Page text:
AsQueryable() vs AsEnumerable()

These two operators are used to convert source object to respective types.

After AsEnumerable(), all operations will be executed locally.

Query after AsQueryale() has no effect if applied on Linq.IEnumerable source object. For example:

IEnumerable<Product> ienumerableQuery = dbContext.Product.Where(x => x.ProductId < 100);
IQueryable<Product> queryale= dbContext.Product.Where(x => x.ProductId < 100);

//these codes following AsQueryable() are evaluated on client side
var t1 = ienumerableQuery.Where(x=> x.ProductId > 50).AsQueryable().Where(x=> x.ProductId == 45);

var t2 = queryable.AsEnumerable().Where(x=> x.ProductId > 50).AsQueryable().Where(x=> x.ProductId == 45);

As seen previously section, the ienumerableQuery variable is of type IQueryable at runtime but of type Linq.IEnumerable at compile time. For this reason, the first Where operator in the second statement is an operator of Linq.IEnumerable interface and so are all subsequent operators. AsQueryable() has no effect because you are trying to cast a base type (IEnumerable) to a derived type (IQueryable), which can result in loss of information, so the framework just returns the original source without doing anything. Similarly, in the third statement the queryable has already been casted to IEnumerable after AsEnumerable() so it cannot be restored to IQueryable afterwards.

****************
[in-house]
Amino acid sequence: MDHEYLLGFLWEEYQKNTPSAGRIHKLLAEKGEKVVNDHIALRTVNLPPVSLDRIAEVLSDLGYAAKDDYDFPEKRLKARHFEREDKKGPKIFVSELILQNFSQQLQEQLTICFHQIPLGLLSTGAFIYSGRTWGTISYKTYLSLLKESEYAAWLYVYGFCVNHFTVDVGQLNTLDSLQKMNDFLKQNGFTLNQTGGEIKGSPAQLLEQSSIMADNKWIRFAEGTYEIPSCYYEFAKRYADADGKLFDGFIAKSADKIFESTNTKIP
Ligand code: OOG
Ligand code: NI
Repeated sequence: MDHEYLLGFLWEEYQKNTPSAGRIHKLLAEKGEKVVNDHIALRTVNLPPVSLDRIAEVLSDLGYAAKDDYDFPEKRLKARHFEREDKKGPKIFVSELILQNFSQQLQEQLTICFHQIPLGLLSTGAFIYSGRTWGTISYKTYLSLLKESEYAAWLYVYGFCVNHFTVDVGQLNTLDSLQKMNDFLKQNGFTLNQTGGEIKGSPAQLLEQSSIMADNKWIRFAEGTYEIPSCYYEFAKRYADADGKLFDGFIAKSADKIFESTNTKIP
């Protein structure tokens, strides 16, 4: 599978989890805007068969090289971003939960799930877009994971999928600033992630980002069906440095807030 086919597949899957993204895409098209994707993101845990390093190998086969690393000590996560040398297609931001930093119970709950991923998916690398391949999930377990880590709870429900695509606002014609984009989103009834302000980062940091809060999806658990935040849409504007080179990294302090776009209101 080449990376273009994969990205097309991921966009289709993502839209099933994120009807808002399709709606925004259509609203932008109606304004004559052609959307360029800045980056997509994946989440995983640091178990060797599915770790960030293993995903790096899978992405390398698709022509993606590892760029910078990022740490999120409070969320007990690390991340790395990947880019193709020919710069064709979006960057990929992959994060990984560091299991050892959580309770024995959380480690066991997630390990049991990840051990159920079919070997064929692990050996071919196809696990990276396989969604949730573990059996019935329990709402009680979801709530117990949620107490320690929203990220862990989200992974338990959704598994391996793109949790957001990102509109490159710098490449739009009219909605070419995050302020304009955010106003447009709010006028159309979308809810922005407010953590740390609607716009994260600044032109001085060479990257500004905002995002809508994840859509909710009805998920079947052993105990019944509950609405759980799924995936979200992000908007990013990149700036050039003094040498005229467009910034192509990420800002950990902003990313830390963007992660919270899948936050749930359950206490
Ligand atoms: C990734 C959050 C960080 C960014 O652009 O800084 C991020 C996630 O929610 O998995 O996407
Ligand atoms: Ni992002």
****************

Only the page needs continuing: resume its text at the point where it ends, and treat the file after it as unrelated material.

Custom function in queries

Custom functions in application, unless mapped to database function can’t be translated to SQL in LINQ to Entities. This code below will result in exception at runtime.

IQueryable<Product> queryale= dbContext.Product.Where(x => x.ProductId = MyCustomFunction());

If you want to use custom function in your query, you must cast it first to IEnumerable so that it can be evaluated on client side. For example:

IQueryable<Product> queryale= dbContext.Product.AsEnumerable().Where(x => x.ProductId = MyCustomFunction());

Tips to work with IEnumerable and IQueryable